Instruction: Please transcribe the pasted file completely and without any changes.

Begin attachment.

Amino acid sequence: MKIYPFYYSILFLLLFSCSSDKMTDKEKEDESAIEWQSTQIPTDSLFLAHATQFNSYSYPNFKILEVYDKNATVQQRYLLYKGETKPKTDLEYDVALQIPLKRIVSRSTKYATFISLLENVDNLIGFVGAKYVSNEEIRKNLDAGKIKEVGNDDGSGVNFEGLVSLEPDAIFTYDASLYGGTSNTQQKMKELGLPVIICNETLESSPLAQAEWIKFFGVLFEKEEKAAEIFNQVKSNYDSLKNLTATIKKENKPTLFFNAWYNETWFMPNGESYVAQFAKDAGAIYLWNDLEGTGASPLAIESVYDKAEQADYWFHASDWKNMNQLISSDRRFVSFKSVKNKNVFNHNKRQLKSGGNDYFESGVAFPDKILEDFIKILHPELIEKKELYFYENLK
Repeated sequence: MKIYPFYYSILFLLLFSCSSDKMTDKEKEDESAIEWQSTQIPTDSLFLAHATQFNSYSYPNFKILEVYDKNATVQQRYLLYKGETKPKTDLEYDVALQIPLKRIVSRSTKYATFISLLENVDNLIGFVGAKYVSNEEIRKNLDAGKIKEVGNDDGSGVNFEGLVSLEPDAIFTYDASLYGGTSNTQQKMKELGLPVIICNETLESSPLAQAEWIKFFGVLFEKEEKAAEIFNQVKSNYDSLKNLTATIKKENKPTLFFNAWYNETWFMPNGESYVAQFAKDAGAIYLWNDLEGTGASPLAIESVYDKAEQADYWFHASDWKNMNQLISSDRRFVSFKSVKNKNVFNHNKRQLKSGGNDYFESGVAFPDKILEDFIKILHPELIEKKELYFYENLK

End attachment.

Amino acid sequence: MKIYPFYYSILFLLLFSCSSDKMTDKEKEDESAIEWQSTQIPTDSLFLAHATQFNSYSYPNFKILEVYDKNATVQQRYLLYKGETKPKTDLEYDVALQIPLKRIVSRSTKYATFISLLENVDNLIGFVGAKYVSNEEIRKNLDAGKIKEVGNDDGSGVNFEGLVSLEPDAIFTYDASLYGGTSNTQQKMKELGLPVIICNETLESSPLAQAEWIKFFGVLFEKEEKAAEIFNQVKSNYDSLKNLTATIKKENKPTLFFNAWYNETWFMPNGESYVAQFAKDAGAIYLWNDLEGTGASPLAIESVYDKAEQADYWFHASDWKNMNQLISSDRRFVSFKSVKNKNVFNHNKRQLKSGGNDYFESGVAFPDKILEDFIKILHPELIEKKELYFYENLK
Repeated sequence: MKIYPFYYSILFLLLFSCSSDKMTDKEKEDESAIEWQSTQIPTDSLFLAHATQFNSYSYPNFKILEVYDKNATVQQRYLLYKGETKPKTDLEYDVALQIPLKRIVSRSTKYATFISLLENVDNLIGFVGAKYVSNEEIRKNLDAGKIKEVGNDDGSGVNFEGLVSLEPDAIFTYDASLYGGTSNTQQKMKELGLPVIICNETLESSPLAQAEWIKFFGVLFEKEEKAAEIFNQVKSNYDSLKNLTATIKKENKPTLFFNAWYNETWFMPNGESYVAQFAKDAGAIYLWNDLEGTGASPLAIESVYDKAEQADYWFHASDWKNMNQLISSDRRFVSFKSVKNKNVFNHNKRQLKSGGNDYFESGVAFPDKILEDFIKILHPELIEKKELYFYENLK